The deaths of two nurses from Covid-19 in the early days of the pandemic have been ruled as industrial disease.
Gareth Roberts, 65, of Aberdare, and Domingo David, 63, of Penarth, were found to have been most likely to have contracted the virus from colleagues or patients while working at the University Hospital of Wales (UHW).
Senior coroner Graeme Hughes concluded on Friday that although they were given appropriate personal protective equipment (PPE) Mr Roberts and Ms David were “exposed to Covid-19 infection at work, became infected and that infection caused” their deaths. He made a finding of industrial disease.
The family of Mr Roberts had argued for a conclusion of industrial disease while the health board had made the case for ruling that both deaths were from natural causes.
Unions are campaigning for Covid-19 to be considered an industrial disease by the UK Government so workers impacted by it would receive greater financial support.
South Wales Central Coroner’s Court was told that Mr Roberts had retired in 2015 after working in the NHS for more than 40 years, but returned to work as a bank nurse shortly after.
He was working 12-hour shifts in Cardiff in the days leading up to March 25 when he fell ill – two days after the UK announced its first lockdown.
He died just over two weeks later on April 11.
Colleagues described Mr Roberts was “hard-working” and someone “who never let anyone down”.
He was fondly known for calling everyone “cariad” – “love” in Welsh.
Ms David, originally from the Philippines, became unwell on April 7 and died in hospital on May 26.
She had been working long shifts at the UHW’s Llandough Hospital in Penarth.
Her ward manager Jane Linton, who gave evidence during the week-long hearing, described her as “a fantastic person and a brilliant nurse”.
Mr Hughes concluded that Mr Roberts died from Covid-19 and that his type 2 diabetes had contributed to his death.
During the inquest, colleagues of Mr Roberts gave evidence that he knew he was at risk because of the condition.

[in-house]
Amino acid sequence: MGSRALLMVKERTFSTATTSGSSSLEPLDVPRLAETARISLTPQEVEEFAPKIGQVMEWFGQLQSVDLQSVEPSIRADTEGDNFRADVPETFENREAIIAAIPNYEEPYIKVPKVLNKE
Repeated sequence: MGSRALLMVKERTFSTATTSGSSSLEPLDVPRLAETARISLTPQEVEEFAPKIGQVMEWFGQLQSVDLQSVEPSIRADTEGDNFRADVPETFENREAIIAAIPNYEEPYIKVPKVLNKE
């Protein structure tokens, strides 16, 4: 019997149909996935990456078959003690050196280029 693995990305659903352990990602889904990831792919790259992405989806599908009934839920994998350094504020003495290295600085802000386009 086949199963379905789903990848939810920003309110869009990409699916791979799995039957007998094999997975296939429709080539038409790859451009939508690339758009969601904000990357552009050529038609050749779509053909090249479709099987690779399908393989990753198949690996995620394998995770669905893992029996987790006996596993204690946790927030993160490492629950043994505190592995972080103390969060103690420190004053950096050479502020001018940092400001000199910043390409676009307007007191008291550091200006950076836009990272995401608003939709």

Jodie Davies recalled asking him if he was going to transfer to one of the Covid wards, and said: “His reply was, ‘No, cariad, my age and diabetes are against me and I look after my grandson, so I can’t risk it’.”
Ms David had pre-diabetes but was in otherwise good health and died from complications such as an ischemic bowel arising from Covid-19.
Mr Hughes said the age, sex and health of Mr Roberts and Ms David would not have triggered the need for Cardiff and Vale University Health Board to carry out an individual risk assessment.
He also said the two nurses were given PPE that adhered to public health guidance at the time, including plastic aprons, paper masks and rubber gloves.
But he added that on Ms David’s ward, there was evidence that staff were not following the advice fully, which from March 13 was to wear masks at all times on wards where patients were displaying symptoms of coronavirus.
Mr Hughes said: “Gareth Roberts was a bank nurse who, in March 2020, worked predominantly on a winter pressures ward at the University Hospital of Wales in Cardiff.
“On around the 24th or 25th of March 2020, he began to show signs and symptoms suggestive of Covid-19 infection.
“He was sent home from work on the 26th of March 2020, and his condition deteriorated.
“He was admitted to Prince Charles Hospital, Merthyr Tydfil, on the second of April 2020, and a diagnosis of Covid-19 infection was made.
“Despite treatment, his condition continued to deteriorate, likely exacerbated by his established type 2 diabetes.
“He died at Prince Charles Hospital on the 11th of April 2020.
“It is more likely than not he was exposed to the Covid-19 virus whilst at work, became infected and died as a consequence.”
Concluding Ms David’s case, the coroner said: “Domingo David was a nurse at Llandough Hospital in Penarth and on the evening of the 31st of March 2020 she became unwell while at work with symptoms suggesting a Covid-19 infection.
“She subsequently tested positive, her condition deteriorated and she was admitted to Llandough Hospital for treatment where her condition required intermittent intubation, sedation and ITU support.
“She was transferred to the University Hospital of Cardiff around mid-April.
“Her condition acutely deteriorated on the 25th of May and she died on the 26th of May 2020.
“It is more likely than not that she was exposed to the Covid-19 virus at work and was infected as a consequence, and died due to complications of acquiring the disease.
“Based upon my findings, my conclusion will be one of industrial disease.”
Mr Hughes offered “deepest condolences” to Mr Roberts’ wife Linda, who was in court, and Ms David’s son, who was watching on videolink.